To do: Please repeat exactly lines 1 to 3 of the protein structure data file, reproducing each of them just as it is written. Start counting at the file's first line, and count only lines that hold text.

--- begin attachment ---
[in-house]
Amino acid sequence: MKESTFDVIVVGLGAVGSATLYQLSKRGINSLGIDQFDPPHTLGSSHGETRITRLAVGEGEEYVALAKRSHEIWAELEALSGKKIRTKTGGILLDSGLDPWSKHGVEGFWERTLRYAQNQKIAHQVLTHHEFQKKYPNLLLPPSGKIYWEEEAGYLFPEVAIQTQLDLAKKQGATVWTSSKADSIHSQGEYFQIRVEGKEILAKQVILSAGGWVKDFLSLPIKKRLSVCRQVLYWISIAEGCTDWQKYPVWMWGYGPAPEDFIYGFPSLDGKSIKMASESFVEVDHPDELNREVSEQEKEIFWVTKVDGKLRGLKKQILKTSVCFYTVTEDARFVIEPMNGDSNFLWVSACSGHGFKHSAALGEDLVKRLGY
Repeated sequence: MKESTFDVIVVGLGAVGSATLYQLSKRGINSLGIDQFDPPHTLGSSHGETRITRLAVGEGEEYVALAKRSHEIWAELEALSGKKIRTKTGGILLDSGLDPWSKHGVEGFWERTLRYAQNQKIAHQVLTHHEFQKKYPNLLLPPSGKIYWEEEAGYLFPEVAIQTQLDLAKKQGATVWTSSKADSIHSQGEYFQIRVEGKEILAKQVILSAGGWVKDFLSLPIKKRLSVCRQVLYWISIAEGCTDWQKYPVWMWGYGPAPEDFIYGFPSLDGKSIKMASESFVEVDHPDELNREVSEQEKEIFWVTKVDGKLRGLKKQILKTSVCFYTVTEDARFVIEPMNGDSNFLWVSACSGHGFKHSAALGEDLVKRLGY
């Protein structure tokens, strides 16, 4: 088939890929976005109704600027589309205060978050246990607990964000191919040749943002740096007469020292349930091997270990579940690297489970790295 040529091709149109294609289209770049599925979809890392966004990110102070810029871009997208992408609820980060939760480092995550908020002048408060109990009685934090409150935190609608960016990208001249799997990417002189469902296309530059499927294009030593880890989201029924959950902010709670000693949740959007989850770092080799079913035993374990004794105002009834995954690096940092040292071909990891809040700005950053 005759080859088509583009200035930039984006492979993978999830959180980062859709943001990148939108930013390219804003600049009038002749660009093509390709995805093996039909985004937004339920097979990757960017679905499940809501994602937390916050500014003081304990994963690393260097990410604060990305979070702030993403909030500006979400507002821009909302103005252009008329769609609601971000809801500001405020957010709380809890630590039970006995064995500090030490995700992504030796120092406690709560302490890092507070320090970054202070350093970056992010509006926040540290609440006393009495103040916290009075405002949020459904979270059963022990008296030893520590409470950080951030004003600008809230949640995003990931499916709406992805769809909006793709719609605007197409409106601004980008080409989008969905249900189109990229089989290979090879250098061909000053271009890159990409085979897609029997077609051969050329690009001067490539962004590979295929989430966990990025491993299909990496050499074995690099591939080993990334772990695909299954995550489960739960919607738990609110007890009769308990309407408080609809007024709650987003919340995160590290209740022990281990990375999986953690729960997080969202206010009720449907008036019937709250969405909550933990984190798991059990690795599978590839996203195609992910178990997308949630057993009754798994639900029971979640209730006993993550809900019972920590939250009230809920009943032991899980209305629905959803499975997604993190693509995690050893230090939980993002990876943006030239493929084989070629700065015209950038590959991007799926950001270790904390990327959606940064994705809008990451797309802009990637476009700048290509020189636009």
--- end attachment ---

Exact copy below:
[in-house]
Amino acid sequence: MKESTFDVIVVGLGAVGSATLYQLSKRGINSLGIDQFDPPHTLGSSHGETRITRLAVGEGEEYVALAKRSHEIWAELEALSGKKIRTKTGGILLDSGLDPWSKHGVEGFWERTLRYAQNQKIAHQVLTHHEFQKKYPNLLLPPSGKIYWEEEAGYLFPEVAIQTQLDLAKKQGATVWTSSKADSIHSQGEYFQIRVEGKEILAKQVILSAGGWVKDFLSLPIKKRLSVCRQVLYWISIAEGCTDWQKYPVWMWGYGPAPEDFIYGFPSLDGKSIKMASESFVEVDHPDELNREVSEQEKEIFWVTKVDGKLRGLKKQILKTSVCFYTVTEDARFVIEPMNGDSNFLWVSACSGHGFKHSAALGEDLVKRLGY
Repeated sequence: MKESTFDVIVVGLGAVGSATLYQLSKRGINSLGIDQFDPPHTLGSSHGETRITRLAVGEGEEYVALAKRSHEIWAELEALSGKKIRTKTGGILLDSGLDPWSKHGVEGFWERTLRYAQNQKIAHQVLTHHEFQKKYPNLLLPPSGKIYWEEEAGYLFPEVAIQTQLDLAKKQGATVWTSSKADSIHSQGEYFQIRVEGKEILAKQVILSAGGWVKDFLSLPIKKRLSVCRQVLYWISIAEGCTDWQKYPVWMWGYGPAPEDFIYGFPSLDGKSIKMASESFVEVDHPDELNREVSEQEKEIFWVTKVDGKLRGLKKQILKTSVCFYTVTEDARFVIEPMNGDSNFLWVSACSGHGFKHSAALGEDLVKRLGY